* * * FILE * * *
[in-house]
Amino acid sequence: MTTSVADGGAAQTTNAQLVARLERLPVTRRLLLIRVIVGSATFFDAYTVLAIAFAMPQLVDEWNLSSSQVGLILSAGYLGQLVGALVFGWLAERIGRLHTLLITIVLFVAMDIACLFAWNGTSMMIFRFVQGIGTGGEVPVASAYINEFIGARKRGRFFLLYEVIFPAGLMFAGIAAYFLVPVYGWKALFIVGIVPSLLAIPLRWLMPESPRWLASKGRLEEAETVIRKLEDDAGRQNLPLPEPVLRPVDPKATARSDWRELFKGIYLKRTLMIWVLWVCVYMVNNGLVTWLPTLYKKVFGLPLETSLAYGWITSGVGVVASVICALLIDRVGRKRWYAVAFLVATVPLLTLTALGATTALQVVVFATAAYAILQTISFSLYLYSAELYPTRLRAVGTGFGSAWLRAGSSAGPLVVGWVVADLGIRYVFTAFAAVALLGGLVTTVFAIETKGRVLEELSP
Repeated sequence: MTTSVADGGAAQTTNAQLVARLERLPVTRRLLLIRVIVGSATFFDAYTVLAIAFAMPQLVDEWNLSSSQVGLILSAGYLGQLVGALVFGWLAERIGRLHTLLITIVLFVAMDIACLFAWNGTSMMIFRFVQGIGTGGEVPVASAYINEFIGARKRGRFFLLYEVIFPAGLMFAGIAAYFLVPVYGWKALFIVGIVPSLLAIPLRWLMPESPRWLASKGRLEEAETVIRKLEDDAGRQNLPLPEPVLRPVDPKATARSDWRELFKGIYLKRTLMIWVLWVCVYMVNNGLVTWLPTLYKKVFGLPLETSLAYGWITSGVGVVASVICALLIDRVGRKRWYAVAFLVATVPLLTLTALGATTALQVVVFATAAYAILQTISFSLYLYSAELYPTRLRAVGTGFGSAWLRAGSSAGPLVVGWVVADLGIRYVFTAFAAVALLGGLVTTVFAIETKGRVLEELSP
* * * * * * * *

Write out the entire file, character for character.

[in-house]
Amino acid sequence: MTTSVADGGAAQTTNAQLVARLERLPVTRRLLLIRVIVGSATFFDAYTVLAIAFAMPQLVDEWNLSSSQVGLILSAGYLGQLVGALVFGWLAERIGRLHTLLITIVLFVAMDIACLFAWNGTSMMIFRFVQGIGTGGEVPVASAYINEFIGARKRGRFFLLYEVIFPAGLMFAGIAAYFLVPVYGWKALFIVGIVPSLLAIPLRWLMPESPRWLASKGRLEEAETVIRKLEDDAGRQNLPLPEPVLRPVDPKATARSDWRELFKGIYLKRTLMIWVLWVCVYMVNNGLVTWLPTLYKKVFGLPLETSLAYGWITSGVGVVASVICALLIDRVGRKRWYAVAFLVATVPLLTLTALGATTALQVVVFATAAYAILQTISFSLYLYSAELYPTRLRAVGTGFGSAWLRAGSSAGPLVVGWVVADLGIRYVFTAFAAVALLGGLVTTVFAIETKGRVLEELSP
Repeated sequence: MTTSVADGGAAQTTNAQLVARLERLPVTRRLLLIRVIVGSATFFDAYTVLAIAFAMPQLVDEWNLSSSQVGLILSAGYLGQLVGALVFGWLAERIGRLHTLLITIVLFVAMDIACLFAWNGTSMMIFRFVQGIGTGGEVPVASAYINEFIGARKRGRFFLLYEVIFPAGLMFAGIAAYFLVPVYGWKALFIVGIVPSLLAIPLRWLMPESPRWLASKGRLEEAETVIRKLEDDAGRQNLPLPEPVLRPVDPKATARSDWRELFKGIYLKRTLMIWVLWVCVYMVNNGLVTWLPTLYKKVFGLPLETSLAYGWITSGVGVVASVICALLIDRVGRKRWYAVAFLVATVPLLTLTALGATTALQVVVFATAAYAILQTISFSLYLYSAELYPTRLRAVGTGFGSAWLRAGSSAGPLVVGWVVADLGIRYVFTAFAAVALLGGLVTTVFAIETKGRVLEELSP